The 7th EU-China Strategic Dialogue will take in Beijing from April 18th to 20th. Two of the world's biggest economies have to solve a heap of problems: how to reconcile globalization and free trade with protectionism; to ensure the development of Sino-EU ties amid the "two-speed" Europe talk and how not to allow Washington to strike an investment agreement with Beijing before Brussels.
While Beijing is signaling its willingness to maintain closer ties with the EU, Trump's political maneuvers have spiced up the situation.
Contrary to Sino-American "trade war" concerns, Trump and Chinese President Xi Jinping have recently agreed to a new 100-day plan for trade talks to reduce the US' trade deficit with China.
On the other hand, Trump signaled Sunday that he will no longer call China a currency manipulator.
"Why would I call China a currency manipulator when they are working with us on the North Korean problem? We will see what happens!" the US President tweeted.
Why would I call China a currency manipulator when they are working with us on the North Korean problem? We will see what happens!— Donald J. Trump (@realDonaldTrump) 16 апреля 2017 г.
For Brussels that means that Beijing may redirect its investment flows from the EU to the US. The EU leadership is now facing a dilemma of outpacing Washington in the race for Chinese investments and at the same time not allowing Beijing to gain an upper hand in the European market.
However, to complicate matters further the EU-Chinese steel conflict goes on.
"The European Union slapped Chinese steel imports with new anti-dumping duties Thursday, heightening a growing conflict in which each side accuses the other of unfair trade practices," The Wall Street Journal reported on April 6.
Commenting on the matter, Chen Fengying, an expert at the Chinese Institute for Modern International Studies, highlighted that Brussels' double-standard approach does not add to the development of Sino-EU relations.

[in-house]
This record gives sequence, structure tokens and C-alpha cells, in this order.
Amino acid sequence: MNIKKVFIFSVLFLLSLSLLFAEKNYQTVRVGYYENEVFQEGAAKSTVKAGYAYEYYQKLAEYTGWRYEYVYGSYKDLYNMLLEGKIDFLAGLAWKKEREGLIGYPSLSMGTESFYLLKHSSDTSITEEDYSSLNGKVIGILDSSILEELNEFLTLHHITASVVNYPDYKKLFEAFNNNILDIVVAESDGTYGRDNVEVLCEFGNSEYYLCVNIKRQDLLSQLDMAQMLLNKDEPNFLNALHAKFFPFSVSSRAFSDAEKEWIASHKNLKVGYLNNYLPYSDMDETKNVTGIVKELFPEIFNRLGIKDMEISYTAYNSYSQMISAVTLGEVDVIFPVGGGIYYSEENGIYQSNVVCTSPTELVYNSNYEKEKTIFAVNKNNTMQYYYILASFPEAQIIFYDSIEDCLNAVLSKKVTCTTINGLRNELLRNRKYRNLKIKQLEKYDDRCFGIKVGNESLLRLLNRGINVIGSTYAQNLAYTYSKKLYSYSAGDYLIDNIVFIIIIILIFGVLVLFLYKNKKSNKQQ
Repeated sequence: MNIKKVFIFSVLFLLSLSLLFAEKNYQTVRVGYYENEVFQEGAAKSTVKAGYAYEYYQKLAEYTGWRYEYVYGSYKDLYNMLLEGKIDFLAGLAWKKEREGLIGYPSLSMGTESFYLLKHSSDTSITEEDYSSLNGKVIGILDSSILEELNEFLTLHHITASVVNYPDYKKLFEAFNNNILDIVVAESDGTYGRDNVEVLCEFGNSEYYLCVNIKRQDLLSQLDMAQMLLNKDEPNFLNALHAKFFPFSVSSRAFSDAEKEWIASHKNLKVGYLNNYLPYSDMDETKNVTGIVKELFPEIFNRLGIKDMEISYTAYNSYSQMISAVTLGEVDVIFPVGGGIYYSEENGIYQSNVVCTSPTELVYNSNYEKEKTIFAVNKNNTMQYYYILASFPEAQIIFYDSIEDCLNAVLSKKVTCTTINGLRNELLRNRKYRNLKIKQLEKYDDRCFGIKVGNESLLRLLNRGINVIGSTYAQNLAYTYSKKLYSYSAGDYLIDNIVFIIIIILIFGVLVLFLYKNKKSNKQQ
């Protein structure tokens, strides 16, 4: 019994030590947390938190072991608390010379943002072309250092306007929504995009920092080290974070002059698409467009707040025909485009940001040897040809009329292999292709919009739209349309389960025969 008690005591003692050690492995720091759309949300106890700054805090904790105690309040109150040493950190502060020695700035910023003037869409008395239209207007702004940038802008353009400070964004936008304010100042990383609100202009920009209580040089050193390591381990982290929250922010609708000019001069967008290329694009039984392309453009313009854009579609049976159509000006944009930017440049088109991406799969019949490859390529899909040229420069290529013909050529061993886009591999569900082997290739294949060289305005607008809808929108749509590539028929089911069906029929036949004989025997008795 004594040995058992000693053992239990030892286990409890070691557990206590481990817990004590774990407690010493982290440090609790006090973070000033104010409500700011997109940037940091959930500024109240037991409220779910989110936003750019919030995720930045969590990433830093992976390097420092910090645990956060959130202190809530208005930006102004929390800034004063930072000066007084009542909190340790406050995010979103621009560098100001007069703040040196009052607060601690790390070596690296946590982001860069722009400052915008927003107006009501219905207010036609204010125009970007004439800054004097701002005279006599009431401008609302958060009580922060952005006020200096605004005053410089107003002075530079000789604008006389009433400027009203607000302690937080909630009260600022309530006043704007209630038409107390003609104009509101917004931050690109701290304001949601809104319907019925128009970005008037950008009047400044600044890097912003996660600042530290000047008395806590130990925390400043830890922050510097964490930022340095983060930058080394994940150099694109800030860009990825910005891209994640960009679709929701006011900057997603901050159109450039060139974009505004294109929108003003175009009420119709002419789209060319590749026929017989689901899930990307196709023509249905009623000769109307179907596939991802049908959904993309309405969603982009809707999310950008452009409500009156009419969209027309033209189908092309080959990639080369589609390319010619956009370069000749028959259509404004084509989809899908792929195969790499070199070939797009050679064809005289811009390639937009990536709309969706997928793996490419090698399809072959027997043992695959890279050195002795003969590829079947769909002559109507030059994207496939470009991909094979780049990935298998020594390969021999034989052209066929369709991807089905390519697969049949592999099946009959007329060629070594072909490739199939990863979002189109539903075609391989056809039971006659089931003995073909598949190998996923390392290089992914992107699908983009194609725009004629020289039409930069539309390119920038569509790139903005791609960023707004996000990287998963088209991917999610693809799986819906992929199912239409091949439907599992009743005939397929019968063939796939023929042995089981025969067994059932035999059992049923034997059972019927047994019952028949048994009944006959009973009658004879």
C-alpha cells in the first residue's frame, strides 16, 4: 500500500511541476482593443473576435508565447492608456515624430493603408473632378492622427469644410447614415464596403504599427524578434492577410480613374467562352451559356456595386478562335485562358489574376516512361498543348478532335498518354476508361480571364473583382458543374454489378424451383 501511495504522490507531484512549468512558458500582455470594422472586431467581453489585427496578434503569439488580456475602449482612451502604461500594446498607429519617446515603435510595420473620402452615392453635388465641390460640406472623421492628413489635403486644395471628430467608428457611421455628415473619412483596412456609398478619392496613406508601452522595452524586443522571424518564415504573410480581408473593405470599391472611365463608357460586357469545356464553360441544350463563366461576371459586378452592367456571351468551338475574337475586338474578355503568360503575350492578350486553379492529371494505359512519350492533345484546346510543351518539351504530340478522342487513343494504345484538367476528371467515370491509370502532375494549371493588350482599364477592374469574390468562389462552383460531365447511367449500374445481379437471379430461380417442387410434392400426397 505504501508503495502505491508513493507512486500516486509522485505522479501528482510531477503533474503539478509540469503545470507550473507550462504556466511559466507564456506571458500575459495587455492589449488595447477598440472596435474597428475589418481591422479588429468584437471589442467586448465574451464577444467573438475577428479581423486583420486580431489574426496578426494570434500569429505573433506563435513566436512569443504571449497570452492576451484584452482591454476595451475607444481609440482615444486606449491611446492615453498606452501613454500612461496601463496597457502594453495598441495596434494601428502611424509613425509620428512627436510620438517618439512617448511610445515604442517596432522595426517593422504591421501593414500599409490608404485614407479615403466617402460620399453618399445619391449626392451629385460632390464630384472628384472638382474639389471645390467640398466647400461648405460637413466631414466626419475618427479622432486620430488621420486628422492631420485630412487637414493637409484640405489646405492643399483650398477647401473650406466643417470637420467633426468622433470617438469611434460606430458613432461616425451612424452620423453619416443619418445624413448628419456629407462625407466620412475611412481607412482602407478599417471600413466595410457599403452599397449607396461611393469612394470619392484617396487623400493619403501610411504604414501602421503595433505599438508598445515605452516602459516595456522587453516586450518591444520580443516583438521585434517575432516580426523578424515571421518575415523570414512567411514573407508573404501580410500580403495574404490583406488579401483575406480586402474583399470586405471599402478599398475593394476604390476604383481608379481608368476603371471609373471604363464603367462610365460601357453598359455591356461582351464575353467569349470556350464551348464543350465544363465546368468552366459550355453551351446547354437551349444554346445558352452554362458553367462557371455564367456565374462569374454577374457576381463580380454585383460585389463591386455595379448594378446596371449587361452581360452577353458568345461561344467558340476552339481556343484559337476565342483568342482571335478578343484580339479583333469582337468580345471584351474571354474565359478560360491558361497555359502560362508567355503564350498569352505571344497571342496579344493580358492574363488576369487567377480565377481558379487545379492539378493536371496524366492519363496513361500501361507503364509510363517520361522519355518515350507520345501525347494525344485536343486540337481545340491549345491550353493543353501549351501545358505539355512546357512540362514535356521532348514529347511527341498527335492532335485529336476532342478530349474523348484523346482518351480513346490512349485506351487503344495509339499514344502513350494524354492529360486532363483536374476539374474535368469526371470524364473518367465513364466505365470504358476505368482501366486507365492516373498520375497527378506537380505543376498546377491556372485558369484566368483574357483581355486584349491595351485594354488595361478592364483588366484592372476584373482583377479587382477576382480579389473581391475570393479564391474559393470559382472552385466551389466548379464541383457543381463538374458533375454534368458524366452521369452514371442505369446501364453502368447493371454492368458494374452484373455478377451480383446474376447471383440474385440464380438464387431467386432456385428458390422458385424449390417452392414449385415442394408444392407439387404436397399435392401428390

"On December 12 , China sent a request to the WTO commission to hold consultations on resolving disputes related to the introduction of the US and EU anti-dumping measures based on the surrogate country principle," Chen told Sputnik Chinese.
"Under the surrogate country approach, WTO members use costs of production in a third country to calculate the value of products from countries on its 'non-market economy' list, which includes China. The practice allows countries to levy high tariffs easily in trade disputes," Xinhua elaborated on December 12, 2016.
Although the WTO dispute settlement was officially launched in late 2016, the international organization has yet to establish a special group, Chen said.
"The final decision is taken by WTO arbitration. The WTO's activities are very routine, the conclusion can be actually made after six months, but during this time, China may already be forced out of the market. Therefore, the Chinese, for their part, can also take countermeasures," the Chinese expert told Sputnik.
Apparently, Beijing and Brussels hope that the upcoming summit will help the economies to ease tensions. For its part, China is seemingly interested in demonstrating its commitment to develop EU-Chinese ties based on globalization principles to Washington.
However, the question arises whether or not the EU and China will manage to offer ways to solve existing contradictions during the 7th EU-China Strategic Dialogue.